She takes a deep breath and offers up a quick prayer not to be hit by a car on the bustling street. She then secures one last fold of her headscarf around her chin and hastily crosses Kronversky Prospect. Safely on the other side, she pushes open a massive wooden door and falls into another world…
Away from the hustle of the city, this other world is like a gem for local Muslims in St Petersburg. The St Petersburg Mosque is the main place in the city which helps Muslims preserve their connection with Islam, as well as understand, save, and exercise their religious identity. Here, thousands of Muslims are not only praying and celebrating their yearly occasions, but also learning how to read the Quran in Arabic. In this regard, the mosque acts as a place for spiritual education by organizing special Arabic lessons during the weekend.
On the Way to Islam
Firaya Rashitova is one of the activists among Tatar Muslims living in St Petersburg. Her and her colleagues are organizing various religious events that help other Muslims understand the Quran correctly. She herself grasped the words of Allah only due to the St Petersburg Mosque.
Born in Soviet Kazan, Firaya was unable to practice her faith in the traditional way in the former communist state. She also never learned to read the Quran in its original language: “During the atheist USSR times, my family hid the fact that we were practising Islam. Of course, we were keeping traditional Muslim fast and cooking special food, but we didn’t know how to pray properly, and we didn’t wear a headscarf”, Firaya remembers.
The only member of Firaya’s family, who was lucky enough to live in accordance with the traditions, was her great-grandmother. She stayed with her grandchildren only during important Muslim holidays. Before sunrise, the grandmother would pray on these days, which was something like a miracle for the young Firaya.
But little did Firaya know that she was foreordained to accomplish these same wonders. Despite living in the ‘Venice of the North’ since the seventies, Firaya only visited the St Petersburg Mosque for the first time in 1999. That year, Mufti Jafyar Ponchaev, a religious leader in St Petersburg, invited several teachers from Islamic countries to conduct Quran lessons in the mosque and to preach original, peaceful Islam. Firaya liked studying the course and, despite the years, still keeps in touch with some of her group mates. For instance the Muslim couple from Samara, who came searching for peace of mind in the mosque after the death of their son: “Only faith and return to their origins helped them to overcome sorrow. After those Quran courses they even built a small mosque in honour of their son”, Firaya remembers.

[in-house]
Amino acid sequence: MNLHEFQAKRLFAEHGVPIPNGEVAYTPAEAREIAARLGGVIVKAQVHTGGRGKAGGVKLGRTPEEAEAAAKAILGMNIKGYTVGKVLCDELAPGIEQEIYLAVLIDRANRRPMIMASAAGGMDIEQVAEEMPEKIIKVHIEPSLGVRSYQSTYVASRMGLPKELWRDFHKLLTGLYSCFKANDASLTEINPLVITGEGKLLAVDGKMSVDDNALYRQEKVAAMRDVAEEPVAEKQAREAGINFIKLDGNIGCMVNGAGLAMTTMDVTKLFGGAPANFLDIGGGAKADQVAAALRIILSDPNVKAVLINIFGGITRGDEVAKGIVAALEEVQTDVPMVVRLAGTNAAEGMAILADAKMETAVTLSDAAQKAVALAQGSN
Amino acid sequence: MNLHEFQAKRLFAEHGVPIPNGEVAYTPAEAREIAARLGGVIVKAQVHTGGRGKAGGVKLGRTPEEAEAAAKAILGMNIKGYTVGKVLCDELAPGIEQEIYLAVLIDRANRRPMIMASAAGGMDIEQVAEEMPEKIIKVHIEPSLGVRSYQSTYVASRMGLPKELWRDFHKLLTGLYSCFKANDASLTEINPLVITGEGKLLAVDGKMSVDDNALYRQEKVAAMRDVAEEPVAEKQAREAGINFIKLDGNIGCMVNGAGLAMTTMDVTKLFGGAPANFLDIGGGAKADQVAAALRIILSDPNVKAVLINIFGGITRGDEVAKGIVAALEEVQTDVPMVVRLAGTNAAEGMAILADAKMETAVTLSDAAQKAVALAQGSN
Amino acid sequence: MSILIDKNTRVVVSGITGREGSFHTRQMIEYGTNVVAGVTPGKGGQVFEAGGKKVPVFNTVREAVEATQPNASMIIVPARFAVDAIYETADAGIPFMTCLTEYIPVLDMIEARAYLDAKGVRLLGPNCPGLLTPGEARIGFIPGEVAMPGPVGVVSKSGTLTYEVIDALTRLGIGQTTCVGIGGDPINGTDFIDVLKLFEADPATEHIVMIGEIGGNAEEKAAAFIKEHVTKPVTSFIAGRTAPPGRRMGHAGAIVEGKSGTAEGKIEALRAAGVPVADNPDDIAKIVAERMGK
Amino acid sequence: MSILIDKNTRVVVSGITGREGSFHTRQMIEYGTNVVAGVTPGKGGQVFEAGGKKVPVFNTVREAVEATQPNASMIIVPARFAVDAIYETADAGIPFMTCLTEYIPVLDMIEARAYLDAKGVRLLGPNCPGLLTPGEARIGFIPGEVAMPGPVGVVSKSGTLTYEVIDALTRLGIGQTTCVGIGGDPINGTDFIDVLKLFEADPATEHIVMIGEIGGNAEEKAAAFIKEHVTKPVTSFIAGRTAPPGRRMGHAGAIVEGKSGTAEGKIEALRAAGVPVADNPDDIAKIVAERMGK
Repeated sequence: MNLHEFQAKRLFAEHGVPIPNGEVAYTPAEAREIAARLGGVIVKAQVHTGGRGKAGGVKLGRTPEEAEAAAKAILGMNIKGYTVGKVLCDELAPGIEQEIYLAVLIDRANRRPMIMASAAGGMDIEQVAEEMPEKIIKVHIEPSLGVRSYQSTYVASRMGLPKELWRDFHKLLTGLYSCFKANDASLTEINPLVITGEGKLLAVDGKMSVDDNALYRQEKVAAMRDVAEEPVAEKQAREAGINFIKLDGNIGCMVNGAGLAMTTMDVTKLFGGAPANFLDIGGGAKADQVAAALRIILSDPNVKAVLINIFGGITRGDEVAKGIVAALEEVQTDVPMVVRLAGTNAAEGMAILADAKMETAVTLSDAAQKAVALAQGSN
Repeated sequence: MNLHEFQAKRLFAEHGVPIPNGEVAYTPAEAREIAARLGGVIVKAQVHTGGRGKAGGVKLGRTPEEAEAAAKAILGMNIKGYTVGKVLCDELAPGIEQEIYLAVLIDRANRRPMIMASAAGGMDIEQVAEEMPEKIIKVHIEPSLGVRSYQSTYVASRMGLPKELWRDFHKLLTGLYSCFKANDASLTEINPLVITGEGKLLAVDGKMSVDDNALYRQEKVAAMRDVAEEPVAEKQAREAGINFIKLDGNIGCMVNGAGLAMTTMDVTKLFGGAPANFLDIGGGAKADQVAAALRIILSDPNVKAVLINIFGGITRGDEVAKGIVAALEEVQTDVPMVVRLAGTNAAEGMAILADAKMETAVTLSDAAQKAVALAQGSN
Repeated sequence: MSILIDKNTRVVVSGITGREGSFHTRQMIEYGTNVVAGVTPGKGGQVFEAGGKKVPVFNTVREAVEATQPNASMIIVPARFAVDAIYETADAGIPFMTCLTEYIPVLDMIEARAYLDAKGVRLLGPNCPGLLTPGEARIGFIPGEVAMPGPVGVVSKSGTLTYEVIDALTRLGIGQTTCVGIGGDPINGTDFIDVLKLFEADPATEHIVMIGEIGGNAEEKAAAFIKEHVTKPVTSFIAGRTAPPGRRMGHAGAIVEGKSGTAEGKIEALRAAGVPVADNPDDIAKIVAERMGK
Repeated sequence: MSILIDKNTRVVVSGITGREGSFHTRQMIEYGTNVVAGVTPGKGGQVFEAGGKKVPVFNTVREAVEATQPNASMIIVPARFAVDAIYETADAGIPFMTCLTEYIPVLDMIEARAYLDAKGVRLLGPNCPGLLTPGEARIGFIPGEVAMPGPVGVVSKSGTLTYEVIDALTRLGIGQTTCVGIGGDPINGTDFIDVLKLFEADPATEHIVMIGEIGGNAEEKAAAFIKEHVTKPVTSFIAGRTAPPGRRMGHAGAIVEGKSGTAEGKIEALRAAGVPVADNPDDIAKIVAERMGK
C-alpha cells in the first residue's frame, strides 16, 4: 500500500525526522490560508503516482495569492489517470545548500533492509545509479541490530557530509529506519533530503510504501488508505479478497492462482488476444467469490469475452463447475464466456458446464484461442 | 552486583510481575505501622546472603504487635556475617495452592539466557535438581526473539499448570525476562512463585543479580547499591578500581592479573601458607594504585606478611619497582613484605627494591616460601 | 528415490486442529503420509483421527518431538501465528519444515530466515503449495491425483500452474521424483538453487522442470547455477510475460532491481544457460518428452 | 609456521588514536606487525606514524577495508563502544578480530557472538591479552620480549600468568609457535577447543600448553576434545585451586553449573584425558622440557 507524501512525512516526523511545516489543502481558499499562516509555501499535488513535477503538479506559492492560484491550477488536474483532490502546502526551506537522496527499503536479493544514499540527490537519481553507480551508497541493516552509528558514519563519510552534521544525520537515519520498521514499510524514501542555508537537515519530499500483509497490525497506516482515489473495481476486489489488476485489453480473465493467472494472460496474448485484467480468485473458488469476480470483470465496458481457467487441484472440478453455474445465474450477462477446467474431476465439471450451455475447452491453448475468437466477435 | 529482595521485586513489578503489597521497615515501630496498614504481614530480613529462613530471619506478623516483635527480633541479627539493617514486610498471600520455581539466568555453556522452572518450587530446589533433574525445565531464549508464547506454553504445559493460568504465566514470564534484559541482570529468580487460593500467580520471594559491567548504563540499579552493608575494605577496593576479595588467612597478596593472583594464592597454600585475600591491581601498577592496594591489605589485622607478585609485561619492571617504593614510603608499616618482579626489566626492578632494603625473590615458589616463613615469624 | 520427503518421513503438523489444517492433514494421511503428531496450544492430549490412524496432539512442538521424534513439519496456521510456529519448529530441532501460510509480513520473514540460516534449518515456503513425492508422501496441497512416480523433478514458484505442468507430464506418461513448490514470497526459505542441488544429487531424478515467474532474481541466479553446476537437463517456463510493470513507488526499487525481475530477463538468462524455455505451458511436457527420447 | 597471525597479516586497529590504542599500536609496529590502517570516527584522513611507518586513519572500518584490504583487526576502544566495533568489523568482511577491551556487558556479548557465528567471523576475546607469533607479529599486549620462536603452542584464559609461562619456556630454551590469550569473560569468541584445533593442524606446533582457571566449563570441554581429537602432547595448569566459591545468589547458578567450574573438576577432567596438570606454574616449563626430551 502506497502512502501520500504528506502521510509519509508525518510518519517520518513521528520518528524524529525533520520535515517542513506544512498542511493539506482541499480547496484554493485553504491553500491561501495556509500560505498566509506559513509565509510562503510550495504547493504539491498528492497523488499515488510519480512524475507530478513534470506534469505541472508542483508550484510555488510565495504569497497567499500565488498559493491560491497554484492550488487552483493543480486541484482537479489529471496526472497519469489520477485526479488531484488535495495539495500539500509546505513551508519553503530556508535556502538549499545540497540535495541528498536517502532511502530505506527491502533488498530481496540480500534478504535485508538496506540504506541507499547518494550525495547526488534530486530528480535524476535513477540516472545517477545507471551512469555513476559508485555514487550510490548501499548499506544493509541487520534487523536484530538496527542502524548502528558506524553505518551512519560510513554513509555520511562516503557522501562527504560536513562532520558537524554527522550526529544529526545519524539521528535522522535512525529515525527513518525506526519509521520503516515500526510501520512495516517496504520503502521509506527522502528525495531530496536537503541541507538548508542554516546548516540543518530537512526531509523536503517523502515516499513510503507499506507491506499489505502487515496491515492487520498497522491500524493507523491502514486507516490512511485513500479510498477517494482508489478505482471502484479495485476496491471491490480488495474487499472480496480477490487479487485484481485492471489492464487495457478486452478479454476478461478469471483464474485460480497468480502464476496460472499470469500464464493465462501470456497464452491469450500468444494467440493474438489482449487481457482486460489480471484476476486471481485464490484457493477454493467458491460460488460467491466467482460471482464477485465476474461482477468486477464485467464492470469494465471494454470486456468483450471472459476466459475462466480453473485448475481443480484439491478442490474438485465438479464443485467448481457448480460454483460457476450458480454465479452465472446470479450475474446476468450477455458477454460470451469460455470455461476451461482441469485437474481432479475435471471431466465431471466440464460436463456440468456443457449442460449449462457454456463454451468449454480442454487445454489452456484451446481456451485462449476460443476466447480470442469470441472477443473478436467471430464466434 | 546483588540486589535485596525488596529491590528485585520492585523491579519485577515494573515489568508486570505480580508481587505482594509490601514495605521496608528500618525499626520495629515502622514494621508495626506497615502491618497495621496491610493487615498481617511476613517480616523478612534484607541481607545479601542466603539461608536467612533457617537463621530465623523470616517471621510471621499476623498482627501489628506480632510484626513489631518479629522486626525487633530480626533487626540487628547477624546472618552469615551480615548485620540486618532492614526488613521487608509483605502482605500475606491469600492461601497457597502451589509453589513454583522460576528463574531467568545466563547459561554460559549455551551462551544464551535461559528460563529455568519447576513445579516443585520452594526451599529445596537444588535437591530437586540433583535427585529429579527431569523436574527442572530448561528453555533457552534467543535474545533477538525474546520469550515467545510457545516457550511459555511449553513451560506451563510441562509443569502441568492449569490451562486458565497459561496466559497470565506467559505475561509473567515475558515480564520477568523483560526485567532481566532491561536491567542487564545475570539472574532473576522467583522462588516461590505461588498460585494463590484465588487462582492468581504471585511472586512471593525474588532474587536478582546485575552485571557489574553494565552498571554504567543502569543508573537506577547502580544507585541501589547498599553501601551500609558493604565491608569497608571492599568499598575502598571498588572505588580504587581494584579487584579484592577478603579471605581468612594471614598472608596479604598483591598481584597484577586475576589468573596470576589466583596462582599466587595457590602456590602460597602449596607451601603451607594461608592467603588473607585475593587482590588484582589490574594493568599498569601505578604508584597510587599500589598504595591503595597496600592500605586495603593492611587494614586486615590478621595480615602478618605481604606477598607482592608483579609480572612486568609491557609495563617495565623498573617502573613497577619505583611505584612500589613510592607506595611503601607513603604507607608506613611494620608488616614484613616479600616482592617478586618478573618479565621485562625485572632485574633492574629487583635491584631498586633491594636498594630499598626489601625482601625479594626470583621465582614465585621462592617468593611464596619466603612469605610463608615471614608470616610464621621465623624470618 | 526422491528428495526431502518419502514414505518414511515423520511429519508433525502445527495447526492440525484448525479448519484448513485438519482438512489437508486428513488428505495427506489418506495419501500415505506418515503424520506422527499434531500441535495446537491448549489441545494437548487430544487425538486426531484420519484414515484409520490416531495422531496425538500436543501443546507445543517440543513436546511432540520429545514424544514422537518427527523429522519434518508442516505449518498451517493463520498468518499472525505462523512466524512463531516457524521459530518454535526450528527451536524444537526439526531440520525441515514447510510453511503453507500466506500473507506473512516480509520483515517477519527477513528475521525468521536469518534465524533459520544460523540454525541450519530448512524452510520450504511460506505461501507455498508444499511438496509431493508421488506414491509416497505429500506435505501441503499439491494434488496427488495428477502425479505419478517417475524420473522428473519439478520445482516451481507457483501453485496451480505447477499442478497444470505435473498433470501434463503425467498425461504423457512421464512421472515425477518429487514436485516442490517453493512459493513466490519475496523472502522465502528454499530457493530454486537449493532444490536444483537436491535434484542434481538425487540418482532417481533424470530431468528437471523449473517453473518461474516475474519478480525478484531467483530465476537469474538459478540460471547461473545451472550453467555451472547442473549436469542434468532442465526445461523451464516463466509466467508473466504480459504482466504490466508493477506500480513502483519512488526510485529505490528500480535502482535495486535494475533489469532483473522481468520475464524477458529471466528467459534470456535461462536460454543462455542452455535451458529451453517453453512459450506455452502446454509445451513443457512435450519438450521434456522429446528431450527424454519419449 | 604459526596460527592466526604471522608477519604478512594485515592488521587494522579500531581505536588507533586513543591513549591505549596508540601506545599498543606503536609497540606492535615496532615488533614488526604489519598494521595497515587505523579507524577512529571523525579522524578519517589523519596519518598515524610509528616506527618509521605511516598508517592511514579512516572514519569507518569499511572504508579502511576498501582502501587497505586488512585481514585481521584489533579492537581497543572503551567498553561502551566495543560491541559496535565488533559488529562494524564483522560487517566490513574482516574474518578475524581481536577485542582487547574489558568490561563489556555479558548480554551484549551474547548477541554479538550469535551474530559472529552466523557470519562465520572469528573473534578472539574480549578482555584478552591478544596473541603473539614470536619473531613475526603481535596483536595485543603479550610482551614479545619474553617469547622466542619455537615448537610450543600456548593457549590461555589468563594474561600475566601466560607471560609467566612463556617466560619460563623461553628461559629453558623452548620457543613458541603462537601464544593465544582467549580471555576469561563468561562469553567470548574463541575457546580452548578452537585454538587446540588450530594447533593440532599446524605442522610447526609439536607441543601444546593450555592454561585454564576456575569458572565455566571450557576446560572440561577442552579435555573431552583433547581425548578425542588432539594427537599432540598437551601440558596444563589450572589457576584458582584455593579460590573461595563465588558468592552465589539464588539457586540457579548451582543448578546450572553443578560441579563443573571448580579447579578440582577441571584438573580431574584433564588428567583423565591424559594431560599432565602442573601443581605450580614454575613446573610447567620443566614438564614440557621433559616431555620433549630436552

After a couple years of Arabic courses, Firaya learned to read the Quran without any mistakes. Then she started teaching the basics of Islam in order to help St Petersburg Muslims understand their identity and traditions. It turned out to be popular in ‘Muslim Russia’ to invite someone who knows the Quran well to family events to read surahs (chapters of the Quran) aloud. Usually after a surah reading, the preacher is invited to hold a kind of a lecture on how people should live by the rules of their religion.
At this point, Firaya suddenly closed her eyes and started to sing something very loudly and melodiously: “Don’t be afraid. Now I will read the main surah of the Quran to you, its heart, which is called ‘Believe in Allah’.”
Firaya is convinced that getting to know Islam during the courses at the Mosque revived a sense of purpose in her religion. Her new religious identity gave her harmony, everything fell into place. She started reading the Quran regularly, learned how to be patient, and realized the value of family and home — the main strength of her religion.
She also started observing other Muslim traditions, such as the sacrifice of honour for a new life. When her grandchildren were born, Firaya went to Tatarstan and killed a lamb on the altar at the bottom of the Hujalar Tavy mountain. “We spill lamb’s blood to prevent other bloodshed. I understand it is controversial, but we genuinely believe in it”, Firaya explains.
When the conversation turned to radical Islamists, the amiable Tatar woman’s face suddenly darkened. “ISIS and other radicals play hell with the Quran. They are playing on Muslims’ heartstrings. Those shahids easily end it all on behalf of the selfish terrorism industry, not Islam. Real Muslims should dedicate their life to sacred duties”, she said, thrumming on the table. Firaya added that false Islam leads to chaos and downfall, while real religion appeals to the better side of human nature. It explains the value of modesty and virtue, not empty-headed violence.
Back to the Mosque
Safely on the other side, the woman with the headscarf tightly tucked under her chin pushes open a massive wooden door and falls into another world…
Beyond these doors, a sober, middle-aged man is sitting opposite to the preaching hall. He is responsible for the fund-raising needs of Muslims living in Crimea, a world connected by the faith of Islam. “We are giving a hand to all Muslims of our country. We are trying to help Crimeans to save their mosques, so they can let our brothers and sisters continue their lives in a pure, Islamic way, and not to lose their identity”, explains an attendant of the Mosque’s secretariat. The secretariat is a small but wealthy-looking room, where two men offer blessings to families and visitors of the mosque. One of the men is praying for all Muslims entering this room, without asking for payment or any contributions.
Firaya, the devotees of the Mosque, organizers of Islamic events in St Petersburg, and all other Muslims who have dedicated their lives to Islam share a strong common belief: helping others. To help others is to save and preserve their religious identity, and to feel connected to Allah.
The article was previously published in Prospekt Magazine.